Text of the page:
Nasir Jamshed. Getty Images
Pakistan opener Nasir Jamshed has been banned for 10 years by the board's Anti Corruption Tribunal for his involvement in the spot-fixing row that rocked the PSL during the 2016-17 season, the Pakistan Cricket Board confirmed on Friday (August 17).
The tribunal noted that he was guilty in relation to five of the seven breaches of the board's anti corruption code. The tribunal also decided that alongside banning the cricketer from playing any form of cricket during the aforementioned period, a player who has violated the anti-corruption code, should also be disqualified from taking up any administrative positions with regard to Pakistan cricket for life.
The PCB had termed Jamshed as the key figure in the scandal as he recruited the players on behalf of bookies for spot-fixing. "Our point was proved and accepted by the tribunal, and they found him guilty on multiple charges. Even if he returns after rehabilitation, he is not allowed to be engaged in any cricket management role and will be kept him away from cricket. We also suggested his name be added in a list of persons mentioned in anti-corruption lectures who are to be avoided by the players. So this all ends here.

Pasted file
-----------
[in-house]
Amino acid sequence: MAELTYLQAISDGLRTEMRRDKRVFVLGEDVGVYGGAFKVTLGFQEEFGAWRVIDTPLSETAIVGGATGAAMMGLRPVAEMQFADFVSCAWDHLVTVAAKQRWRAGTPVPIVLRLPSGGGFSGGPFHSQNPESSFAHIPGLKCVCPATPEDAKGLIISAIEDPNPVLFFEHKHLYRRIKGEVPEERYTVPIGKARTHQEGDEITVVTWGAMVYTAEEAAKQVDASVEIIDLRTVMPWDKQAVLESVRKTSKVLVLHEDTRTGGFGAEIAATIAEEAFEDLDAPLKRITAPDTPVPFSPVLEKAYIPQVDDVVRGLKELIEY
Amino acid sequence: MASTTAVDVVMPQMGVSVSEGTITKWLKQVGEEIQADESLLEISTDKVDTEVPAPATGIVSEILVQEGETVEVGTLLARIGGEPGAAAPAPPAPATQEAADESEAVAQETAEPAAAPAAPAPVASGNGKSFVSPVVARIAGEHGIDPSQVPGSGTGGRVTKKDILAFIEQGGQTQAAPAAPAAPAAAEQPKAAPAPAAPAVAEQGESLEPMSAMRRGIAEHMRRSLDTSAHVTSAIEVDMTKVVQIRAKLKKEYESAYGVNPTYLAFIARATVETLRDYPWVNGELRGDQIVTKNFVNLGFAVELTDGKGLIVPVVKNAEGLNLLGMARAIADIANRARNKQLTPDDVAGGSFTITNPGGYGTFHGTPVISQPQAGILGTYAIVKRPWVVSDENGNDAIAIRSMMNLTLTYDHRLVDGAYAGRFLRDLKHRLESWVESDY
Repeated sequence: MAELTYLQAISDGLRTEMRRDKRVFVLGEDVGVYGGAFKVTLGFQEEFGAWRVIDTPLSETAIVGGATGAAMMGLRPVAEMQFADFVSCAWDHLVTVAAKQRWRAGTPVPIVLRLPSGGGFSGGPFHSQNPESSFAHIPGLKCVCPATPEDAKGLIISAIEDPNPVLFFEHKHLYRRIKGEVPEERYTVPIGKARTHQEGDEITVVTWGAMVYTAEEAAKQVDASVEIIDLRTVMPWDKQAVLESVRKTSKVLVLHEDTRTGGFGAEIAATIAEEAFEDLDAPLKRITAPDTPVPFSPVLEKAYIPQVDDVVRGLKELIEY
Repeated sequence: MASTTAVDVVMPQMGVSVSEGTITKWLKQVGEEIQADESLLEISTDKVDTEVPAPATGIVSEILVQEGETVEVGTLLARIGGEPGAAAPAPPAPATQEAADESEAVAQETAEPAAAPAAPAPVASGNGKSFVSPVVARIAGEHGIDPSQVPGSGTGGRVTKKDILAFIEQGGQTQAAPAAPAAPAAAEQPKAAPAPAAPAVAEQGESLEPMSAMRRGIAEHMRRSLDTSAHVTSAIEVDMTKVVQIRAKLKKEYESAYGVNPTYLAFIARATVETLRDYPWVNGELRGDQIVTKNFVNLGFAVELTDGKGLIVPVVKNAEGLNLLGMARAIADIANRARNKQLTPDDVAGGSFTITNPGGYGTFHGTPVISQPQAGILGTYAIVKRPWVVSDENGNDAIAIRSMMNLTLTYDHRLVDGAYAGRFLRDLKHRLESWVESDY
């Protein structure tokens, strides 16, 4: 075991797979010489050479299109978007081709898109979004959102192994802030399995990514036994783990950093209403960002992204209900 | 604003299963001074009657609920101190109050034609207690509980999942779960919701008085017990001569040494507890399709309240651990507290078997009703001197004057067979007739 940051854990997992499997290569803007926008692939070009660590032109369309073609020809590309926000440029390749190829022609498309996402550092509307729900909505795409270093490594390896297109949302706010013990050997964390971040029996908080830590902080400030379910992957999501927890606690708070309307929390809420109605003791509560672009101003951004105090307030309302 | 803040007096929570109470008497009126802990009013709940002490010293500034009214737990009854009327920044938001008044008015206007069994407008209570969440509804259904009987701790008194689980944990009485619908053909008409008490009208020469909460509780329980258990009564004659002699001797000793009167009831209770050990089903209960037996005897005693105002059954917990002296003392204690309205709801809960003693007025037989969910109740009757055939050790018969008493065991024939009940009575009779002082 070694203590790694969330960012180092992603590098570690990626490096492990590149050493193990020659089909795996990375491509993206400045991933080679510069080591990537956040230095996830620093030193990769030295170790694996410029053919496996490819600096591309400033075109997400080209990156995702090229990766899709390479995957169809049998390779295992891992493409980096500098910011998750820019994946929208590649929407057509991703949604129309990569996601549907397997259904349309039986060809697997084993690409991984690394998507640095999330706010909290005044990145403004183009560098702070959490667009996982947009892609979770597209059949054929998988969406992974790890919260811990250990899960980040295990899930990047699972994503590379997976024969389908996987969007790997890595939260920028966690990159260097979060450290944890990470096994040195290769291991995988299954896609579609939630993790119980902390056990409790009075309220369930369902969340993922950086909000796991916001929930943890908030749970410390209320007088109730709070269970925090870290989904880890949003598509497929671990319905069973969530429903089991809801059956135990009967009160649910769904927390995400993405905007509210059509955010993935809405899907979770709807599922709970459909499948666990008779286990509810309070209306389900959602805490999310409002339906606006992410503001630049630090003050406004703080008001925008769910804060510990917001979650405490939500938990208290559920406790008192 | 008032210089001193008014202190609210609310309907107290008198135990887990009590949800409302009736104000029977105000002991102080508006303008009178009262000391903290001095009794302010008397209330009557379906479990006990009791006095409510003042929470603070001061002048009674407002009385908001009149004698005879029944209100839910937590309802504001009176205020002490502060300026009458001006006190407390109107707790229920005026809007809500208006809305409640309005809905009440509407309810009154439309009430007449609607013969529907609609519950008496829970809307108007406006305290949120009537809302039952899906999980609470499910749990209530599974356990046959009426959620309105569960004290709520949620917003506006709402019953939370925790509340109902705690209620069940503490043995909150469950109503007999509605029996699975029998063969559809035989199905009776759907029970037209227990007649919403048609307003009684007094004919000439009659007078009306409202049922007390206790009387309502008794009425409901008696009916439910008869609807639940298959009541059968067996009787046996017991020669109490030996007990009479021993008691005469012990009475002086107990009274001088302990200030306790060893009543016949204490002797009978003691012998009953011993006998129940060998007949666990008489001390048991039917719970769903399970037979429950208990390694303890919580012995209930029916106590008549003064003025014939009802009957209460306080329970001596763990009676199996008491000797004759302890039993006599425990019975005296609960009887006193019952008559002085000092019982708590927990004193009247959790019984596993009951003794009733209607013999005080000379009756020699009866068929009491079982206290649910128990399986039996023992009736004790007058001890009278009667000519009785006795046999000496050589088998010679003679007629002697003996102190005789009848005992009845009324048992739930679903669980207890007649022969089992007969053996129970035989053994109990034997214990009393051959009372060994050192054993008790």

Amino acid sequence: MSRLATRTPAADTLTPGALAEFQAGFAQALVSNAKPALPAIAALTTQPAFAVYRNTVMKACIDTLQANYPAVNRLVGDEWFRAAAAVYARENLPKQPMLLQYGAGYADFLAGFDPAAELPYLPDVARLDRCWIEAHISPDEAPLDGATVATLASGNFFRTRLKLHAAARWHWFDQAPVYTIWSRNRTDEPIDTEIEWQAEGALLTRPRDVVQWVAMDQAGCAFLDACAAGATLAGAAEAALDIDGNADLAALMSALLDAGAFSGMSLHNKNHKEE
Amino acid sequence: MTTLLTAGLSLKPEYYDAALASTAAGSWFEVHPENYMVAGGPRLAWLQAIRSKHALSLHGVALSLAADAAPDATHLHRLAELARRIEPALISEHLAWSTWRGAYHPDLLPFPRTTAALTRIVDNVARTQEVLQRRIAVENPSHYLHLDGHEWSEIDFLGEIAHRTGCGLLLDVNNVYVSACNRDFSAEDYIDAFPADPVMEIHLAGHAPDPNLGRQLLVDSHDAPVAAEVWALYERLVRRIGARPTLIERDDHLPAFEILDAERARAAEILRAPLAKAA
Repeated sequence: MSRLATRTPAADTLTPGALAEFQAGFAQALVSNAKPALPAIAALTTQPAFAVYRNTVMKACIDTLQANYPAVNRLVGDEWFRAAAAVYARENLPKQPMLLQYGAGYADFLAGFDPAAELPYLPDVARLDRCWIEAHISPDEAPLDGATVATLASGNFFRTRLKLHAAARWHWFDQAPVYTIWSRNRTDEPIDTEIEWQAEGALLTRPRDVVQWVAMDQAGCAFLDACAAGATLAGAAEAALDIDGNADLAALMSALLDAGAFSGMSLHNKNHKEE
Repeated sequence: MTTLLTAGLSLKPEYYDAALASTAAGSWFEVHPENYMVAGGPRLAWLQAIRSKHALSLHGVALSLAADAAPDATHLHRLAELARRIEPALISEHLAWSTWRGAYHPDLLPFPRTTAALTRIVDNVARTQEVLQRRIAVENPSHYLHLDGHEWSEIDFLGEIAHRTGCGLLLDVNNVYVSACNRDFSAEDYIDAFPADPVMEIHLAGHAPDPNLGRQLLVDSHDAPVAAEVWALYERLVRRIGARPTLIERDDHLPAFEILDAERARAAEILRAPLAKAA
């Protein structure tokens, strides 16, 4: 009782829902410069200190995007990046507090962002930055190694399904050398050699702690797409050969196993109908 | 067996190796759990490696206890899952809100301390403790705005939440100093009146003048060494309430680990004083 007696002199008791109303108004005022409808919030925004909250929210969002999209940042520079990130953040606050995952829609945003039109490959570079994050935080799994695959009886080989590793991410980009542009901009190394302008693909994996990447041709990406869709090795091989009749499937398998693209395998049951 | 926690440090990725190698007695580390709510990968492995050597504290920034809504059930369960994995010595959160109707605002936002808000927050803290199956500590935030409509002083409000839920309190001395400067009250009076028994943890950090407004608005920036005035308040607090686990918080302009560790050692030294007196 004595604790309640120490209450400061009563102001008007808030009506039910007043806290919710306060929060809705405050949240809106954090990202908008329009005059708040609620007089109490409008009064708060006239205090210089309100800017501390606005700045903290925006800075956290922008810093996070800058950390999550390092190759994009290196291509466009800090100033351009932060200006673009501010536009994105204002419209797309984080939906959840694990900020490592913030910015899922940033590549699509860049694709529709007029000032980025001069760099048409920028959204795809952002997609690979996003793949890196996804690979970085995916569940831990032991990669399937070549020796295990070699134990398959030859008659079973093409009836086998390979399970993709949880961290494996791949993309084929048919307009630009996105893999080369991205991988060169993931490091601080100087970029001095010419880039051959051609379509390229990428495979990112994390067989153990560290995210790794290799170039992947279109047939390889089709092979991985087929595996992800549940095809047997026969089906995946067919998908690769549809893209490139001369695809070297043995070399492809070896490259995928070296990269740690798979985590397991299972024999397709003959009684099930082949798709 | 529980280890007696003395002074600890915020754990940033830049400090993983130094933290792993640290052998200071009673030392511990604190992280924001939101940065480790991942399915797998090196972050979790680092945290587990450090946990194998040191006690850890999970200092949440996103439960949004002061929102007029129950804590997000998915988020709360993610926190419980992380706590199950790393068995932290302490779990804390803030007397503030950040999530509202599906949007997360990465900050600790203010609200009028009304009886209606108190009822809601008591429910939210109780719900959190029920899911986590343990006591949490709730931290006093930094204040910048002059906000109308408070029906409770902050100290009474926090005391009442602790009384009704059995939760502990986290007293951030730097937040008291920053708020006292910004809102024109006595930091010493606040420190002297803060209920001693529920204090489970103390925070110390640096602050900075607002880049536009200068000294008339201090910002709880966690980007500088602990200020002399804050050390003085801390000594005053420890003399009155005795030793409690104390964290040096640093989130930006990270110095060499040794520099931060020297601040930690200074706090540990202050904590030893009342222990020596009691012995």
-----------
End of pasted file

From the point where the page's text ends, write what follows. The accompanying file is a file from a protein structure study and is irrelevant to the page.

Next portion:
"There are some cases which don't make you happy despite you winning it. This is one such. Because a player has destroyed his career due to spot-fixing and failure to report approaches," PCB's lawyer Taffazul Rizvi told the reporters outside the PCB headquarters in Lahore.
Jamshed is currently on bail in the UK after he was arrested by the National Crime Agency last year in February for corruption in the PSL's second season. He will have to go through extensive rehabilitation after his ban concludes.
Earlier in December 2017, Jamshed was suspended for one year by the board after an anti corruption tribunal noted he was guilty of "non-cooperation" in relation to the spot-fixing case. The ban meant that Jamshed couldn't play cricket till February 13, 2018 - exactly one year on from the time when he was initially suspended.
After his ban ended, the board had slapped him with seven violations of their anti-corruption code. Jamshed had replied by rejecting the charges against him in April. As a result, the PCB drafted a statement, noting that the chairman Najam Sethi had taken up the matter for resolution to a three-member anti-corruption tribunal, which contained Justice (Retd.) Fazl-e-Miran Chauhan, Shahzaib Masood, senior advocate in the Supreme Court and former Pakistan pacer Aaqib Javed.
The opener played 48 ODIs, 18 T20Is and two Tests for the country. He found some success in the 50-over format, compiling 1418 runs at an average of 31.51.
Over a period of time, Khalid Latif, Mohammad Irfan, Sharjeel Khan, Shahzaib Hasan and Mohammad Nawaz have also been handed out bans of varying lengths.